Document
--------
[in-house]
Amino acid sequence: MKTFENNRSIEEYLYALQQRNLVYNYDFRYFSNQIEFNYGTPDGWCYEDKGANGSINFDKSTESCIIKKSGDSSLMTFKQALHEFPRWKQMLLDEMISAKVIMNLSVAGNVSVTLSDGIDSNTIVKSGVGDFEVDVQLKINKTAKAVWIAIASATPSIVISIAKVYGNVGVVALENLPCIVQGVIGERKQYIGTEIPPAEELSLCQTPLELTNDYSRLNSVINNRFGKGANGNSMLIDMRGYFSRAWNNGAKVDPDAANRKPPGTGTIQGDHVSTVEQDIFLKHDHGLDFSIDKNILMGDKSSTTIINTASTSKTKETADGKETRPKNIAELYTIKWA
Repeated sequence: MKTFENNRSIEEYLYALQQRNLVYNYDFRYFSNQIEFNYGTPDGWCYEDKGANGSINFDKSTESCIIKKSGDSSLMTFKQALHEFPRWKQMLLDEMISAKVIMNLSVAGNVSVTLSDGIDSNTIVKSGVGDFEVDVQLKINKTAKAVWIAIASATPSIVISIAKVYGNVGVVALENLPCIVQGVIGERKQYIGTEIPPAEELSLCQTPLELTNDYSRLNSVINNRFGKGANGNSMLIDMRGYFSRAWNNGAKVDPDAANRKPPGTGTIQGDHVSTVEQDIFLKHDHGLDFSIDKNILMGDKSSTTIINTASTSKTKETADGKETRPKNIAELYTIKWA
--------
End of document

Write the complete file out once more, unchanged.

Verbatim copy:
[in-house]
Amino acid sequence: MKTFENNRSIEEYLYALQQRNLVYNYDFRYFSNQIEFNYGTPDGWCYEDKGANGSINFDKSTESCIIKKSGDSSLMTFKQALHEFPRWKQMLLDEMISAKVIMNLSVAGNVSVTLSDGIDSNTIVKSGVGDFEVDVQLKINKTAKAVWIAIASATPSIVISIAKVYGNVGVVALENLPCIVQGVIGERKQYIGTEIPPAEELSLCQTPLELTNDYSRLNSVINNRFGKGANGNSMLIDMRGYFSRAWNNGAKVDPDAANRKPPGTGTIQGDHVSTVEQDIFLKHDHGLDFSIDKNILMGDKSSTTIINTASTSKTKETADGKETRPKNIAELYTIKWA
Repeated sequence: MKTFENNRSIEEYLYALQQRNLVYNYDFRYFSNQIEFNYGTPDGWCYEDKGANGSINFDKSTESCIIKKSGDSSLMTFKQALHEFPRWKQMLLDEMISAKVIMNLSVAGNVSVTLSDGIDSNTIVKSGVGDFEVDVQLKINKTAKAVWIAIASATPSIVISIAKVYGNVGVVALENLPCIVQGVIGERKQYIGTEIPPAEELSLCQTPLELTNDYSRLNSVINNRFGKGANGNSMLIDMRGYFSRAWNNGAKVDPDAANRKPPGTGTIQGDHVSTVEQDIFLKHDHGLDFSIDKNILMGDKSSTTIINTASTSKTKETADGKETRPKNIAELYTIKWA